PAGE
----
Open carry of weapons now prohibited at WA rallies, Capitol
Openly carrying guns and other weapons is now prohibited at the Washington state Capitol and public protests statewide under a measure signed into law Wednesday by Gov. Jay Inslee.
The new law, which had an emergency clause and took effect immediately upon Inslee's signature, bars people from carrying weapons, either on their person or in their vehicle, while attending a permitted demonstration at a public place or while being within 250 feet of the perimeter of a permitted demonstration.
The bill adds permitted demonstrations, the Capitol and the western part of the Capitol campus surrounding the legislative building to the list of designated places where firearms are already prohibited statewide, including restricted areas of jails, courtrooms, taverns and commercial airports.
"This is a common-sense approach that extends our existing prohibition to open-carry firearms in limited situations to ensure an individual can’t use a weapon to intimidate other citizens,” Inslee said before signing the bill.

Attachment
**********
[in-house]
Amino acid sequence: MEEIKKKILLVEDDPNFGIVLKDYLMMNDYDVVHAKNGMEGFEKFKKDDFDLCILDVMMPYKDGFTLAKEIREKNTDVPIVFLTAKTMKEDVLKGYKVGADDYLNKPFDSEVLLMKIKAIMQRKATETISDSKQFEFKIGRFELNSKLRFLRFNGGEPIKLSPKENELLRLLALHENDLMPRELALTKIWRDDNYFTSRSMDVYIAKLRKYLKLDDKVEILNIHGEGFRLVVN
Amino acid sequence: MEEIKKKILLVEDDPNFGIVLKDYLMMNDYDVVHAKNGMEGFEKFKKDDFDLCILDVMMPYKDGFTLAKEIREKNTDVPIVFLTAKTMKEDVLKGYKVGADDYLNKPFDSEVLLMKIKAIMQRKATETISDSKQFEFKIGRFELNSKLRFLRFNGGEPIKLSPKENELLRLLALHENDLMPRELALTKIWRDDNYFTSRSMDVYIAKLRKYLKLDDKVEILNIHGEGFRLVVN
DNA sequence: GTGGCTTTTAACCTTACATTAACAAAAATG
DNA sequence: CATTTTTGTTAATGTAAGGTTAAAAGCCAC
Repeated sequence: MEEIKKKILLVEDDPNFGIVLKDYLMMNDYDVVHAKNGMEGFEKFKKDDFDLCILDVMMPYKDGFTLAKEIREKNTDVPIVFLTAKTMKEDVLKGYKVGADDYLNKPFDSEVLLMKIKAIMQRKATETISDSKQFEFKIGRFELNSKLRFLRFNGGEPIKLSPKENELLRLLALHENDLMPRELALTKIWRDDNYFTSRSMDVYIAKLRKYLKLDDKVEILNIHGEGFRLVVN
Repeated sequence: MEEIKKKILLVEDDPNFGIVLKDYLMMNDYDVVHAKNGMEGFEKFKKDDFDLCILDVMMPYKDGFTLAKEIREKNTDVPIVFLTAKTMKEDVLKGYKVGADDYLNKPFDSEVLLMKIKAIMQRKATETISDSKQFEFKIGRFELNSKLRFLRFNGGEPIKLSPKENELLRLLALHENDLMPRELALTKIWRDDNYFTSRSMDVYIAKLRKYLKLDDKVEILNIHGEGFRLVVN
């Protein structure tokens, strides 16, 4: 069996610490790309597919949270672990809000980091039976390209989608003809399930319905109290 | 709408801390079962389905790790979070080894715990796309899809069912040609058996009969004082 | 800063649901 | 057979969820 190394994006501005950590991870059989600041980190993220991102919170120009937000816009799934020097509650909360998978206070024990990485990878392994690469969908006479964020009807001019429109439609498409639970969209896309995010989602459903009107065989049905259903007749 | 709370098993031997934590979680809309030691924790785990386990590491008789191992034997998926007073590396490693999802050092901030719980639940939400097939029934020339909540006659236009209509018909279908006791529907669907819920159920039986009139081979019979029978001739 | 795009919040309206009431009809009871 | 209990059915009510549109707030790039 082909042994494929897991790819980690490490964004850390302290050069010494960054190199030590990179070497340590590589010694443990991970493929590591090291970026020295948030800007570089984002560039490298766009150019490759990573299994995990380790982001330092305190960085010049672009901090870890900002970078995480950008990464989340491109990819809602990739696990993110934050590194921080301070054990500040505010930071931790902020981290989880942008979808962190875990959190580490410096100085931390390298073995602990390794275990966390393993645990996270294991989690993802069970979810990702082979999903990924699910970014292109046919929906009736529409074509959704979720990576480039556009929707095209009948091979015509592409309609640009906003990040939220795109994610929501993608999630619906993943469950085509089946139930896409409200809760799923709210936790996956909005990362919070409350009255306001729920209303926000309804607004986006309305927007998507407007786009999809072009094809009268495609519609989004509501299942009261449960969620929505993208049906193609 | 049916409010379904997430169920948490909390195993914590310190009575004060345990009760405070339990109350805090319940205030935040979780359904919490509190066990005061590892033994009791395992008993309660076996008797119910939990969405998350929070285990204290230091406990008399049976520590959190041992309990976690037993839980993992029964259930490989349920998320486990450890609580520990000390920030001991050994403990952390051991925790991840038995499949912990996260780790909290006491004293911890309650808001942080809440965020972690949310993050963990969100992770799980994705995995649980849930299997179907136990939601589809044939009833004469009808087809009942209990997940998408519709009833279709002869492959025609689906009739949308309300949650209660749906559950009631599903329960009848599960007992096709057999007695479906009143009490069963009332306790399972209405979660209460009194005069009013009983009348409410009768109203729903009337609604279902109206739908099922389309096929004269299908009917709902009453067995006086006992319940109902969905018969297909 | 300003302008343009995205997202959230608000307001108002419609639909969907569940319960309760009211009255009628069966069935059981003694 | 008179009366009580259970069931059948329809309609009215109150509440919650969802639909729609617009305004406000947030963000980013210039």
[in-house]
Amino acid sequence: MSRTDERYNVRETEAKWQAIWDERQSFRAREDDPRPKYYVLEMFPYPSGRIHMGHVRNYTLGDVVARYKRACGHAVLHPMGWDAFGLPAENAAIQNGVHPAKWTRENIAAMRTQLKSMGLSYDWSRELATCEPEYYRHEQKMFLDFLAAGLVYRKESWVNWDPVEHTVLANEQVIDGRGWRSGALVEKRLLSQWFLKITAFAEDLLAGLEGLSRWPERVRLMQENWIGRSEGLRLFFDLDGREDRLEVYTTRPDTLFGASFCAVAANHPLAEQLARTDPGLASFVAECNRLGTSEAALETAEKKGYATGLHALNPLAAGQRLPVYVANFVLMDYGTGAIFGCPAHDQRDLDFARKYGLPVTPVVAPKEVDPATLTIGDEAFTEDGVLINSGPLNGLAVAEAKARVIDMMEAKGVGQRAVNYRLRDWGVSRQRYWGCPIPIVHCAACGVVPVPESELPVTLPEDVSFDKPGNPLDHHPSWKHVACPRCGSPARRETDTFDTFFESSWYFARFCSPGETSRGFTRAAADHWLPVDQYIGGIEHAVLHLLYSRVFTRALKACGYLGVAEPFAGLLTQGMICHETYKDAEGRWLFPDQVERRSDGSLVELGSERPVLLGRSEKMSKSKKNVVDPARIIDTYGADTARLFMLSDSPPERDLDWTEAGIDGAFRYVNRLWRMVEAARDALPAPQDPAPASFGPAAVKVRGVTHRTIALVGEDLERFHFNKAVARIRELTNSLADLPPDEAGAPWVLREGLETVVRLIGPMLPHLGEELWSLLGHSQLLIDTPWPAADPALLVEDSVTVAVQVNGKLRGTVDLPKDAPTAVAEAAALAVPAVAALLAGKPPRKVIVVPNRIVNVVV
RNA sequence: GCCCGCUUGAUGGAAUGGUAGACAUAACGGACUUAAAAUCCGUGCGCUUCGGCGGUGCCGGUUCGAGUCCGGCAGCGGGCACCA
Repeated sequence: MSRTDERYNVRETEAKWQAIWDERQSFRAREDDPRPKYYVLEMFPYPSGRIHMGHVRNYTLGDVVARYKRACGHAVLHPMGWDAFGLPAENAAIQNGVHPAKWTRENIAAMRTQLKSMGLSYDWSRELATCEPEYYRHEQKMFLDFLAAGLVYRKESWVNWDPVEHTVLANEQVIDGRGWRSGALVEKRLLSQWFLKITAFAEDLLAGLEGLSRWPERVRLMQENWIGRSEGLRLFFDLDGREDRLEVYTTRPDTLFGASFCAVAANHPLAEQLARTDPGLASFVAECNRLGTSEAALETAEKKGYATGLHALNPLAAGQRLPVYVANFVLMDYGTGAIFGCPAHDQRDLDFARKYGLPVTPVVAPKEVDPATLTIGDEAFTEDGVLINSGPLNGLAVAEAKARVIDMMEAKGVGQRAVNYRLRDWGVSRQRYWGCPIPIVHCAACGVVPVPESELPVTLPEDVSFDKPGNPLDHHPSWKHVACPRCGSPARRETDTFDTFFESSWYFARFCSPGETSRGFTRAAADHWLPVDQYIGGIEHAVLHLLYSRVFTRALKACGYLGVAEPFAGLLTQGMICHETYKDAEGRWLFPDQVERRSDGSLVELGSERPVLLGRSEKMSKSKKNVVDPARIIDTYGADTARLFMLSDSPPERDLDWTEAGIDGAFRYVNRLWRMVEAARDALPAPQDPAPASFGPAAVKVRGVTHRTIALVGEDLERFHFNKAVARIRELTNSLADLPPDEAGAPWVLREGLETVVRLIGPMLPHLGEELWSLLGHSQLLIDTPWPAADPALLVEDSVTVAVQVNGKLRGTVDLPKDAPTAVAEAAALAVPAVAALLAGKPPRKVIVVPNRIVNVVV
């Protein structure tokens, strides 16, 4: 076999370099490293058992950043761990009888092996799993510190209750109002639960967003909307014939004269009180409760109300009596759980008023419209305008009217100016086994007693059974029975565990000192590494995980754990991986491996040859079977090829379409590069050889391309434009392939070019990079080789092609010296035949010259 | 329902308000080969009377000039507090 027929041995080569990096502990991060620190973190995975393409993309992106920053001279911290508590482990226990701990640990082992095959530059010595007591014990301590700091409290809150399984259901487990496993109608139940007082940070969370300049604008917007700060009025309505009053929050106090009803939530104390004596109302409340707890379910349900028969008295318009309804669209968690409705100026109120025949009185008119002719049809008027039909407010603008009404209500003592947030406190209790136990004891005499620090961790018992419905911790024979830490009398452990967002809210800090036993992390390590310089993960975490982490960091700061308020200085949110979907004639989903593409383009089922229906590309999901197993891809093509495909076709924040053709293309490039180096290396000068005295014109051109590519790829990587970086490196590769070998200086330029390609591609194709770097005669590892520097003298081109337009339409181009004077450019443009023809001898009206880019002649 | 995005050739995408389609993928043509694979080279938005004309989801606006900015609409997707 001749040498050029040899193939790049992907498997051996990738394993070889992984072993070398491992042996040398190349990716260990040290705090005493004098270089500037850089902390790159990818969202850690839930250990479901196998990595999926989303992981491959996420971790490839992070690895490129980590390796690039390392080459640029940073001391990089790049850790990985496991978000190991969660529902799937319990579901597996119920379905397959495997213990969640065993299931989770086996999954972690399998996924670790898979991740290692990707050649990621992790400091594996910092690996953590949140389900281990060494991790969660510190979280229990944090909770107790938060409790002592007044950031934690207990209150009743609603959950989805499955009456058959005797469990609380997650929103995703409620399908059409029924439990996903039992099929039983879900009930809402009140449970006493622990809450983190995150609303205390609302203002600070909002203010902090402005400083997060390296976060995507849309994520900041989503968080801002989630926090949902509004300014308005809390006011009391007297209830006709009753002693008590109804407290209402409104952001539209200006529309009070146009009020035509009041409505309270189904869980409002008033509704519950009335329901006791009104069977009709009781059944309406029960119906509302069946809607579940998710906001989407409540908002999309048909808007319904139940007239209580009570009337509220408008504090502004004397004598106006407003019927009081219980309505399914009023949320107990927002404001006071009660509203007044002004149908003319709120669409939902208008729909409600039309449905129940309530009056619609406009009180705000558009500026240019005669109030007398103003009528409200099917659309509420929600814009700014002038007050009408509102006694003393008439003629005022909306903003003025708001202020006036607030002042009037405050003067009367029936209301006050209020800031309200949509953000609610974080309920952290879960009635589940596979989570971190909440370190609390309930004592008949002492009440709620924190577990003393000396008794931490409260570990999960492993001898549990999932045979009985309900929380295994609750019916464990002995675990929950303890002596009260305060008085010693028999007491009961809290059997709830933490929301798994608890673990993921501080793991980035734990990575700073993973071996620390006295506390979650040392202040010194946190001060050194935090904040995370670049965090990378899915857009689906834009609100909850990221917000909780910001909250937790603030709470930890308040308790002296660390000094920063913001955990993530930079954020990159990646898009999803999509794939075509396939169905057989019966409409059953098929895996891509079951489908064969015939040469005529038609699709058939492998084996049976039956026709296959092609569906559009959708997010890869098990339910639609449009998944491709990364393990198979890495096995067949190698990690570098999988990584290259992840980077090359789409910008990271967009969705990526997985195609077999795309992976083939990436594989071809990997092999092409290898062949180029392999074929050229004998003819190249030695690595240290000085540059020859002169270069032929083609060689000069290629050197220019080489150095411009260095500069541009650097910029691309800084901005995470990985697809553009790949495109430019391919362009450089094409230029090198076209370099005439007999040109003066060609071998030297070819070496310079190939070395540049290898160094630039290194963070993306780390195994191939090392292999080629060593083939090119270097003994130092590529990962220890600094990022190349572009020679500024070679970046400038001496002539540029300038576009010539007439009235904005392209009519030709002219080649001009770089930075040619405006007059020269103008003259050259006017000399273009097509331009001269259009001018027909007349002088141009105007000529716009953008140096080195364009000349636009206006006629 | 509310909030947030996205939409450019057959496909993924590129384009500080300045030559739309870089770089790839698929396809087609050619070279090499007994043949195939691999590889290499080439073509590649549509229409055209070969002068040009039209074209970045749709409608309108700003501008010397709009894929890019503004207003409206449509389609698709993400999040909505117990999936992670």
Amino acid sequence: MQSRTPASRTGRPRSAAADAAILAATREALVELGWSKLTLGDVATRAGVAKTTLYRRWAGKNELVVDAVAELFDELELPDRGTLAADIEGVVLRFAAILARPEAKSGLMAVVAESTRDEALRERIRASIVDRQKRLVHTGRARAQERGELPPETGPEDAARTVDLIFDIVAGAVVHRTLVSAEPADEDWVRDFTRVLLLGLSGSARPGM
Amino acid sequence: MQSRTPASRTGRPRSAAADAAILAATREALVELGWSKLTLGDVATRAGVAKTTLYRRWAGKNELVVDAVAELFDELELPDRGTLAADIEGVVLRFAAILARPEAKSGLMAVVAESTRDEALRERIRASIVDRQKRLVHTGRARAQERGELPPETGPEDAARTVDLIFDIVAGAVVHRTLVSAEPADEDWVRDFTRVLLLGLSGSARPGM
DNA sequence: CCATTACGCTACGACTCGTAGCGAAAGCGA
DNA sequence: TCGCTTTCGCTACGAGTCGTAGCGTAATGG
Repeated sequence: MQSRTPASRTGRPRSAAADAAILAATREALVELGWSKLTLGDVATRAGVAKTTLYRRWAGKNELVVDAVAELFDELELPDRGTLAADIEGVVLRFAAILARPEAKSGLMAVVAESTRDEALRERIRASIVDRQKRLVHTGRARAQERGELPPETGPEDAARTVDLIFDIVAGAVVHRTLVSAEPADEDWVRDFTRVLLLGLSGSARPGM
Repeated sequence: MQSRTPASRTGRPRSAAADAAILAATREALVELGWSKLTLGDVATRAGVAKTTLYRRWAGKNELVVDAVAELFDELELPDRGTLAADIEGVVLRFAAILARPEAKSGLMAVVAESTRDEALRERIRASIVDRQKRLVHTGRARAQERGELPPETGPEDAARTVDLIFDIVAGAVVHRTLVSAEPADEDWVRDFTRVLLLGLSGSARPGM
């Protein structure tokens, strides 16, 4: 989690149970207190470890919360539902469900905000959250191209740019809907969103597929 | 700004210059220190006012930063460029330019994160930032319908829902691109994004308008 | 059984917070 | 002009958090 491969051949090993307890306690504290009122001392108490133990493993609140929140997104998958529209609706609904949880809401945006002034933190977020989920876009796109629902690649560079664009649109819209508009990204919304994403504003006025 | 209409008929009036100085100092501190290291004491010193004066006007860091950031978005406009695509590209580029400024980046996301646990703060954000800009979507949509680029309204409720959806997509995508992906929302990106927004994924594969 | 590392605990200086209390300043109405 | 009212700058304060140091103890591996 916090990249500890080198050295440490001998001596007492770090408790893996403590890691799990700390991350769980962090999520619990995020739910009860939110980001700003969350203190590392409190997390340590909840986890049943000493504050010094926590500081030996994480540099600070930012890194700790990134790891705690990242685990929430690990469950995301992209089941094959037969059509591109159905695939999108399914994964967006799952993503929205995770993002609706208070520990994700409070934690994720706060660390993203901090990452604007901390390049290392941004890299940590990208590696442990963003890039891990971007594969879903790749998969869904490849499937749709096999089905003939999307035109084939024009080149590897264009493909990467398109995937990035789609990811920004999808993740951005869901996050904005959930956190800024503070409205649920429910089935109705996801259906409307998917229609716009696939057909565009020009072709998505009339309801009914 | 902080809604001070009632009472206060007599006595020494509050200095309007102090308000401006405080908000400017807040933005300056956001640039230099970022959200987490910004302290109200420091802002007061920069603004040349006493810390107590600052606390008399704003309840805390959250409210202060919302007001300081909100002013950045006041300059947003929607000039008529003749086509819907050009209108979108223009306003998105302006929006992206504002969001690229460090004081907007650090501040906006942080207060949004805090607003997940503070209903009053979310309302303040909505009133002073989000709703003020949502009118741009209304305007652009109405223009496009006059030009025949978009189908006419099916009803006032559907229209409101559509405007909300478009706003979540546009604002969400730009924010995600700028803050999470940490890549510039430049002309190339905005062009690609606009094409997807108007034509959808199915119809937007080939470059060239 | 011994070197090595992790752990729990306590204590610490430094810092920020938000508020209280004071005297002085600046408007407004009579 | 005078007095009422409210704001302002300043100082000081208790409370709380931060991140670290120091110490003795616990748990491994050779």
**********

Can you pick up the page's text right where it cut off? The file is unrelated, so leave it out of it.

Aoibheann Cline, the state director for the National Rifle Association, said that the NRA "will continue fighting this injustice on all available fronts.”
“The right of self-protection should never be denied whether at home, on the road, or in the public square,” Cline said in a written statement.
While openly carried guns have been banned in both the public galleries of the Senate and House chambers and in public hearing rooms at the Capitol’s legislative office buildings since 2015, people can still openly carry weapons in the main public areas of the Washington Capitol and on the grounds of the Capitol campus.
Permitted concealed weapons have been banned from the Senate public gallery since 2018, but they are allowed in the House public gallery. The Capitol building has been closed to the public since last March because of the coronavirus pandemic. But the Capitol campus grounds are open and have drawn protests, including people carrying weapons to oppose coronavirus restrictions, and then, after the election, the outcome.
Under the measure, a person must knowingly be in violation of the law in order for the criminal penalty to apply, and the prohibition does not apply to concealed carry of a firearm by someone with a valid concealed pistol license.
Violation of the law will be a gross misdemeanor, punishable by up to one year in jail and a fine of up to $5,000, or both.
Guns are allowed in statehouses in some form in 21 states, according to a February review by The Associated Press.
Last week, the Oregon Legislature passed a measure that bans guns from the state Capitol.